What to expect when the lockout ends: The Rockies, under new general manager Bill Schmidt, believe they’re closer to contention than you do. They see a respectable rotation, featuring German Marquez, Kyle Freeland, Antonio Senzatela and Austin Gomber, and think a few of the right offensive pieces can help them keep things interesting throughout the upcoming season. Scoff if you want, but for the purposes of how they’ll navigate the rest of this offseason, all that matters is what they believe. And what they believe will probably push them to be quasi-aggressive in the outfield market, where Nick Castellanos, Michael Conforto and Seiya Suzuki top the list of available free agents. Story’s likely departure means the Rockies will desperately need a shortstop, too. And depth everywhere, of course. There’s currently no logical replacement for Gray, whose departure to the Texas Rangers signified gross mismanagement on multiple fronts. And they never really replaced Nolan Arenado, either.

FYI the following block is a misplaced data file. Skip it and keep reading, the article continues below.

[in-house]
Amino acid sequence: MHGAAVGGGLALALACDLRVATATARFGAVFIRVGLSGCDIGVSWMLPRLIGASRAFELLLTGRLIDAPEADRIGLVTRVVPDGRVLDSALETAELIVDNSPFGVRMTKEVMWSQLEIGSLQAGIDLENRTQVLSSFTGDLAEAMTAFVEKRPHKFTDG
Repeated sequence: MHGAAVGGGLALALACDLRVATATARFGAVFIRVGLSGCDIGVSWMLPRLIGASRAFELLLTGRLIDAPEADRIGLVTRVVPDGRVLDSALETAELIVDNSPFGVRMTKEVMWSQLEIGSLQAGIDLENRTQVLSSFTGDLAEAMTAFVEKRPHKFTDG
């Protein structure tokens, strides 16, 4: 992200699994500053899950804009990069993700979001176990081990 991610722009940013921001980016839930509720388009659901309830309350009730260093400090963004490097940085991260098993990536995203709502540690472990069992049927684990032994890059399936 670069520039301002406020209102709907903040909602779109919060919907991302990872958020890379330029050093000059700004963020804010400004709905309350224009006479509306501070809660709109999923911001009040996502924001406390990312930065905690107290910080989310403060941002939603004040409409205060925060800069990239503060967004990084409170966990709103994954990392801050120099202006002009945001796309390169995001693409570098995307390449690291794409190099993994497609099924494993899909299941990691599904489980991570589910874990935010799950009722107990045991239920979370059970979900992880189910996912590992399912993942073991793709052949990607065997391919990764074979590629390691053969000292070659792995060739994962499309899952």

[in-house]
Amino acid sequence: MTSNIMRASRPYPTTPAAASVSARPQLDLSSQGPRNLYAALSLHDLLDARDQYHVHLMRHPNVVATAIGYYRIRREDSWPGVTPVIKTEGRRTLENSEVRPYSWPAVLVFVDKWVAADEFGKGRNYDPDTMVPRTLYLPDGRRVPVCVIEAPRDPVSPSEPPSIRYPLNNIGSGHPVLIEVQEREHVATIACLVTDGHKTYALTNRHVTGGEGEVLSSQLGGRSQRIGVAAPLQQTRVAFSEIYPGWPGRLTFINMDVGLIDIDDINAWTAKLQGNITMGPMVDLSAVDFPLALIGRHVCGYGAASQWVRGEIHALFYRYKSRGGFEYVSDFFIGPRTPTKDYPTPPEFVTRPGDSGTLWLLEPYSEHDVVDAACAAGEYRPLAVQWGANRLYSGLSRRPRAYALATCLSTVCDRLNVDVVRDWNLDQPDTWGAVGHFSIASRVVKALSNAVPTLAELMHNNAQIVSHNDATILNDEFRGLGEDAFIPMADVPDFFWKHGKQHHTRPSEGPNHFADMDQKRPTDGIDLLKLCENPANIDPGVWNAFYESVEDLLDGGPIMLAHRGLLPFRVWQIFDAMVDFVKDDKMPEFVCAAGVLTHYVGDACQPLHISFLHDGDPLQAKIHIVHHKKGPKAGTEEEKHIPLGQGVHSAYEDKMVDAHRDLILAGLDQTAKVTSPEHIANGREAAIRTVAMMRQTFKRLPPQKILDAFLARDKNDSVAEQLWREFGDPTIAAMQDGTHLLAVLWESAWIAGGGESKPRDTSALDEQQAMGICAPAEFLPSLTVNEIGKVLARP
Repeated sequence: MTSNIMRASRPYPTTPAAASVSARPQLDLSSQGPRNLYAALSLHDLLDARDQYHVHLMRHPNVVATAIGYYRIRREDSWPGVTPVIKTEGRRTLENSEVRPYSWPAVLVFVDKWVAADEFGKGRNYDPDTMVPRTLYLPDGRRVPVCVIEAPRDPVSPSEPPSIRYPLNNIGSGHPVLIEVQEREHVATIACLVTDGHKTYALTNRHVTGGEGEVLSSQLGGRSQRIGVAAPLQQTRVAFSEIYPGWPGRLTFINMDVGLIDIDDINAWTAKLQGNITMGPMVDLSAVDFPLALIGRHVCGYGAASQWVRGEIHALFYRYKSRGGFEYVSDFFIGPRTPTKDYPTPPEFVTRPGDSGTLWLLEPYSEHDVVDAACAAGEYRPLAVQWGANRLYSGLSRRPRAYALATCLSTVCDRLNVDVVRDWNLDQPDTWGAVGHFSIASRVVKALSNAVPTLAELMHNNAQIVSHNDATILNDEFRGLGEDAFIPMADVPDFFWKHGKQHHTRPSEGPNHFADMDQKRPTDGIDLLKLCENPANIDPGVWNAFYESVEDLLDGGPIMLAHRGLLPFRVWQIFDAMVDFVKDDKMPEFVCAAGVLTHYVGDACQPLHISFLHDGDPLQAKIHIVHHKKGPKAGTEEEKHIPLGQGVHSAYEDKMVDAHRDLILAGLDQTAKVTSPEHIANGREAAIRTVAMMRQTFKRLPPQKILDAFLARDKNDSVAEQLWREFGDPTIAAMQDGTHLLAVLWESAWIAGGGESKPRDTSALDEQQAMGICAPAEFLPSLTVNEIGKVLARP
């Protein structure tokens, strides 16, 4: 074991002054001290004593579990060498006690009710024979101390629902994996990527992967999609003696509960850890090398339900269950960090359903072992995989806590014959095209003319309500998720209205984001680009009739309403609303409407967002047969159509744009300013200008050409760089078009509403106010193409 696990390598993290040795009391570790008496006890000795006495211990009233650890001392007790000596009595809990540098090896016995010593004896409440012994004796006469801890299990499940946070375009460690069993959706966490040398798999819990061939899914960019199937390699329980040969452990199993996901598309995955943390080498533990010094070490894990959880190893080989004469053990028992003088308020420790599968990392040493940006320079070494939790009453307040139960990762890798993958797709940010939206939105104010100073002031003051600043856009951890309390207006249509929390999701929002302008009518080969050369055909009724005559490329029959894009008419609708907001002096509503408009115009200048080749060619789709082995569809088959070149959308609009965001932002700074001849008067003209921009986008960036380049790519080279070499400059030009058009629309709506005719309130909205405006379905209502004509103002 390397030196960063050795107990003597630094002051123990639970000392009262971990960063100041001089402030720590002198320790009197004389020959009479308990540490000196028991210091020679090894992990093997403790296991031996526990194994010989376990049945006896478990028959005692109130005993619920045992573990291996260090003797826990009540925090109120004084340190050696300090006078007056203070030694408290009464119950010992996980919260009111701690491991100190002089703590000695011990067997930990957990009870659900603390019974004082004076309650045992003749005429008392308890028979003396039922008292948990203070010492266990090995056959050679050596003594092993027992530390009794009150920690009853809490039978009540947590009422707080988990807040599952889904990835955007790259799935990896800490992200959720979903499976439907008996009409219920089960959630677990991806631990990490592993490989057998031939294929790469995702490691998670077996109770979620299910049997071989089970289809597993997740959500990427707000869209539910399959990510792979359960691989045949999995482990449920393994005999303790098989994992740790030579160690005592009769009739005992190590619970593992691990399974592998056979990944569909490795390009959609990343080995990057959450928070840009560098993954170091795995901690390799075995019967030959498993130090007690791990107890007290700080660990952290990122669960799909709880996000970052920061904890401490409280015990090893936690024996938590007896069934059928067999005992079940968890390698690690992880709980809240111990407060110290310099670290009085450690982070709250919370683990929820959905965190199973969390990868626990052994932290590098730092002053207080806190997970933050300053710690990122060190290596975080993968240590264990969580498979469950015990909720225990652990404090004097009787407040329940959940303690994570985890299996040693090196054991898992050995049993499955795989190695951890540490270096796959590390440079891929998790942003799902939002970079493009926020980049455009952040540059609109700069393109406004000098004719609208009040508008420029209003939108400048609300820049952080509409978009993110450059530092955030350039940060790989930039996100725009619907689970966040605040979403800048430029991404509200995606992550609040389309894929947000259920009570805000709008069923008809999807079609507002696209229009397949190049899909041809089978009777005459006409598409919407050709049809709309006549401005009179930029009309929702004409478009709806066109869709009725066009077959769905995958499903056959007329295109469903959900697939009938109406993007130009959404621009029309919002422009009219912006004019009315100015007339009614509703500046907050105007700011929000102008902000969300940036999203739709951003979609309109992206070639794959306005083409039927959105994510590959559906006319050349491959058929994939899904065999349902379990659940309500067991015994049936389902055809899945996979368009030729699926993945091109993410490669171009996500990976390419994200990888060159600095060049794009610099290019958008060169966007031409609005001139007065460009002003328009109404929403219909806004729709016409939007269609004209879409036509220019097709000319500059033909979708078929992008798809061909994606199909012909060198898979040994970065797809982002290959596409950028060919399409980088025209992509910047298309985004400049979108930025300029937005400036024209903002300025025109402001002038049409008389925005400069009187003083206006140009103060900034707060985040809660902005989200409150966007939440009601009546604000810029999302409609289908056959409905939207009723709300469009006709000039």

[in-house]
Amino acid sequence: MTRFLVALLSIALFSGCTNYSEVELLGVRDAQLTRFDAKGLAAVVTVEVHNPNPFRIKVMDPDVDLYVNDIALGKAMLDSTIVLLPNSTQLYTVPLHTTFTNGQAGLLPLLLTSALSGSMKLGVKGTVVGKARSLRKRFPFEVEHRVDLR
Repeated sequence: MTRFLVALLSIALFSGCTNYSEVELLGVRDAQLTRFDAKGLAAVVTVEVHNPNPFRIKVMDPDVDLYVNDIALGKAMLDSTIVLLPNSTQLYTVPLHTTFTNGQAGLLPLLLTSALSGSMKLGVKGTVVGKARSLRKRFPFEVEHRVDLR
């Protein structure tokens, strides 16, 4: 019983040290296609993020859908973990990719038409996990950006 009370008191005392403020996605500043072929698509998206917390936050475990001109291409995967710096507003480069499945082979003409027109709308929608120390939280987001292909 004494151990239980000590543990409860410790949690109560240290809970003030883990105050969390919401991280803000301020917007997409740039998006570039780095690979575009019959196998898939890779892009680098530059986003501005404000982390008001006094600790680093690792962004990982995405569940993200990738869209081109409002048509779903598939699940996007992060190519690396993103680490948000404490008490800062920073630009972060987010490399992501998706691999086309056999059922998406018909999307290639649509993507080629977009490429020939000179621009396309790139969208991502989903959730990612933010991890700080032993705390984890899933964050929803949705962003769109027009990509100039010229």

Current outlook for 2022: These certainly aren’t the Rockies of Larry Walker, Andres Galarraga, Dante Bichette and Vinny Castilla. Heck, they aren’t the Rockies of Todd Helton and Matt Holliday, either. These Rockies have ranked dead last in weighted runs created plus over the last five years and are in desperate need of bats this offseason. Schmidt, the longtime scouting director who was promoted to GM in the wake of Jeff Bridich’s firing, sees some pieces in Ryan McMahon, Charlie Blackmon, C.J. Cron, Brendan Rodgers and Elias Diaz. He also sees intriguing talent in the lower levels of the farm system — the question will be whether it will arrive in time to blend with the current mix of veterans and make the Rockies something more than an NL West afterthought.
2021 record: 52-110 (missed playoffs)
Biggest additions so far: CL Mark Melancon, 1B/OF Jordan Luplow
Biggest subtractions so far: OF Kole Calhoun
Biggest pending free agents: RP Tyler Clippard